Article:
As children approach those dreaded teenage years, their parents are forced to confront new challenges. Some parents liken themselves to the hand that guides a toy car across a bridge or even a bystander watching the car go by, but in reality, the ideal place for the parent is the railing of the bridge. Parents can provide guidance for children without smothering them. Can you imagine driving a car across a bridge with no railings? One simple movement could send you soaring through the air, ready to crash into the unknown. A simple guiding force can change all of this.
Adolescents need some semblance of independence. Identity is important, especially in these vulnerable years. Adolescents who do not understand their own identities struggle more than those who do. If your child needs some support, sometimes talking to a therapist can help them figure out his or her place in life while still maintaining a good relationship with their parents.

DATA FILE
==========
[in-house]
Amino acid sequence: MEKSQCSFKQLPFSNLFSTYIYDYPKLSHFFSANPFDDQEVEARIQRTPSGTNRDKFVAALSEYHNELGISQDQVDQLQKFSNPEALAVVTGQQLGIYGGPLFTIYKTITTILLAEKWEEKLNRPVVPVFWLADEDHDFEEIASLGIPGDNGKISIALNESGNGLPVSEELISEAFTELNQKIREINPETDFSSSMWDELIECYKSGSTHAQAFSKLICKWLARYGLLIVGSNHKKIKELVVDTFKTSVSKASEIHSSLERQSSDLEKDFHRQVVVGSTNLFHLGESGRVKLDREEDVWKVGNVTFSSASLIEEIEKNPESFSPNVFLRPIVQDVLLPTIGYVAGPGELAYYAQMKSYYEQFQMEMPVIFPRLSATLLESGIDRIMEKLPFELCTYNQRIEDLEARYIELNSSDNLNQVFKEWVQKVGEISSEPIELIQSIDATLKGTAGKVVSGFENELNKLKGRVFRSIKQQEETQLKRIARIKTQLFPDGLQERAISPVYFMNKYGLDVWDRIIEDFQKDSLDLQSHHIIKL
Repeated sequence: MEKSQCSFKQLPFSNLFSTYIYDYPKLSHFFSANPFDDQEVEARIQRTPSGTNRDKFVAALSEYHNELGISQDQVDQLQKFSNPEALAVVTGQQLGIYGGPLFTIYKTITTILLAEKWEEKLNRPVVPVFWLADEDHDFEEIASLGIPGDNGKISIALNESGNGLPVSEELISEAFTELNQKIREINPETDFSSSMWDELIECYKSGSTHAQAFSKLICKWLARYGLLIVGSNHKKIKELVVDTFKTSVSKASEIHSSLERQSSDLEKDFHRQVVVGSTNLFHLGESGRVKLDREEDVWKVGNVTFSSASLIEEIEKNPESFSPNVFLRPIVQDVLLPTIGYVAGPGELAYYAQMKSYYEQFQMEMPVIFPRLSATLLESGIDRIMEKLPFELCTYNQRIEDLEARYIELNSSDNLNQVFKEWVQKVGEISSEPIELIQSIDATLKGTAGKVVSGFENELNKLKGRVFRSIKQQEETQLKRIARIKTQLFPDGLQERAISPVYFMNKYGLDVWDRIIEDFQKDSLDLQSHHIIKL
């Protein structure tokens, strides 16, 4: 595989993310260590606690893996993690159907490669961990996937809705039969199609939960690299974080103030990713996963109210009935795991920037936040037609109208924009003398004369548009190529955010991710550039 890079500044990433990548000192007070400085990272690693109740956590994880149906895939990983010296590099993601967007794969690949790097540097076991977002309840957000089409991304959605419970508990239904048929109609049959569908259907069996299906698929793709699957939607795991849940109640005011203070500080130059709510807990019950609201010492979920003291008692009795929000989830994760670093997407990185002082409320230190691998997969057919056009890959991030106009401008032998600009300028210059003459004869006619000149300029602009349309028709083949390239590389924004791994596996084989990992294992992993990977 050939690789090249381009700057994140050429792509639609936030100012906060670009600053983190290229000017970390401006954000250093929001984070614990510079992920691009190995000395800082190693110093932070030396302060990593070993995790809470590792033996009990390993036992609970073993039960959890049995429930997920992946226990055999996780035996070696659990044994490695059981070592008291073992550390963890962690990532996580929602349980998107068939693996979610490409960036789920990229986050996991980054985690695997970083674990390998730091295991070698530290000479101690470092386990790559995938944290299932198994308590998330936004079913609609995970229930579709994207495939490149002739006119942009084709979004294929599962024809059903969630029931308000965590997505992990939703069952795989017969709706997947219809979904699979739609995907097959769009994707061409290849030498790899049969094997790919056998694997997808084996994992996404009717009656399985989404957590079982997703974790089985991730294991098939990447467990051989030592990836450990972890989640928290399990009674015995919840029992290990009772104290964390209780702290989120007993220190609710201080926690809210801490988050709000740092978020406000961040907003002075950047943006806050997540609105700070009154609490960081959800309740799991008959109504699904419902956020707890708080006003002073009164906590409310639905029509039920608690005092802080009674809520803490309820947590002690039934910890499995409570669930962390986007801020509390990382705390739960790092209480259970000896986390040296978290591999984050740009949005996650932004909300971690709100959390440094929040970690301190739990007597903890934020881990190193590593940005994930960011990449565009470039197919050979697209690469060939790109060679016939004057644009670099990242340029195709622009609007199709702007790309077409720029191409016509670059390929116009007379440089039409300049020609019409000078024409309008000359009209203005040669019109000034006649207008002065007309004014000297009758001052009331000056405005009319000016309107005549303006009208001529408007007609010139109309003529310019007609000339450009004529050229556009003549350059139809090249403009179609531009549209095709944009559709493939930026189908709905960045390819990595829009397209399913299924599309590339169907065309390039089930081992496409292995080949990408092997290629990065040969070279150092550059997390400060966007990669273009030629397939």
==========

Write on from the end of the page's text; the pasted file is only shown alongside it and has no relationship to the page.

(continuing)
- Pick your battles. If your teenager has a messy bedroom but is otherwise a great student, nit-picking can do more harm than good.
- Get involved when it matters, offering yourself as a source of support.
- Getting caught stealing, failing courses and refusing to communicate are matters that require more intervention.
- Be flexible. Sometimes you have to adjust rules and consequences. Curfew, bedtime and allowances are reasonably changed throughout the years.
In addition, parents must understand which punishments may actually hold water. For instance, sending a teen to her room when she has access to a computer, phone and television is no longer a punishment. Limiting driving privileges and taking away the cell phone are more effective.
Just as punishments can make an impact, positive reinforcement can too. Use praise to show how proud you are of your child for excellent grades and impressive moral fiber. When the only words a child hears are negative, it strains the relationship.
Parenting is no cake walk, but that does not mean you cannot have a healthy relationship with your teen. Remember your role as the railing of the bridge. This helps you focus on providing guidance for your teen.